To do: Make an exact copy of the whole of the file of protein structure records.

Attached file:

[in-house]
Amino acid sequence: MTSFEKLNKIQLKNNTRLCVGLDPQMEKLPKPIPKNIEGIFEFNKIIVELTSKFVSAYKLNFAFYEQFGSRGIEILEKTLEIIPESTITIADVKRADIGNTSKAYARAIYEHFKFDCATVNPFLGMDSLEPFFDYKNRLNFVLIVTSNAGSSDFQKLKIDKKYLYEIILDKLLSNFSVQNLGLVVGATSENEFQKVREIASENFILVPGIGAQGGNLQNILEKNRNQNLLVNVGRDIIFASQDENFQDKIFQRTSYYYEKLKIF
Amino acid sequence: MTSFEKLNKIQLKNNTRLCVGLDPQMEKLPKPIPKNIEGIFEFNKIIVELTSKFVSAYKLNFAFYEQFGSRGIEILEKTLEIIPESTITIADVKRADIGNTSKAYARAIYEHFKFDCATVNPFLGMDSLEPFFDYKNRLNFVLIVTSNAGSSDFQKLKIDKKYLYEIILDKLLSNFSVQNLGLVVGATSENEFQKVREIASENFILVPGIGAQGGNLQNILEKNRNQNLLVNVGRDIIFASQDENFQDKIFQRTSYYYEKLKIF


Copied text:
[in-house]
Amino acid sequence: MTSFEKLNKIQLKNNTRLCVGLDPQMEKLPKPIPKNIEGIFEFNKIIVELTSKFVSAYKLNFAFYEQFGSRGIEILEKTLEIIPESTITIADVKRADIGNTSKAYARAIYEHFKFDCATVNPFLGMDSLEPFFDYKNRLNFVLIVTSNAGSSDFQKLKIDKKYLYEIILDKLLSNFSVQNLGLVVGATSENEFQKVREIASENFILVPGIGAQGGNLQNILEKNRNQNLLVNVGRDIIFASQDENFQDKIFQRTSYYYEKLKIF
Amino acid sequence: MTSFEKLNKIQLKNNTRLCVGLDPQMEKLPKPIPKNIEGIFEFNKIIVELTSKFVSAYKLNFAFYEQFGSRGIEILEKTLEIIPESTITIADVKRADIGNTSKAYARAIYEHFKFDCATVNPFLGMDSLEPFFDYKNRLNFVLIVTSNAGSSDFQKLKIDKKYLYEIILDKLLSNFSVQNLGLVVGATSENEFQKVREIASENFILVPGIGAQGGNLQNILEKNRNQNLLVNVGRDIIFASQDENFQDKIFQRTSYYYEKLKIF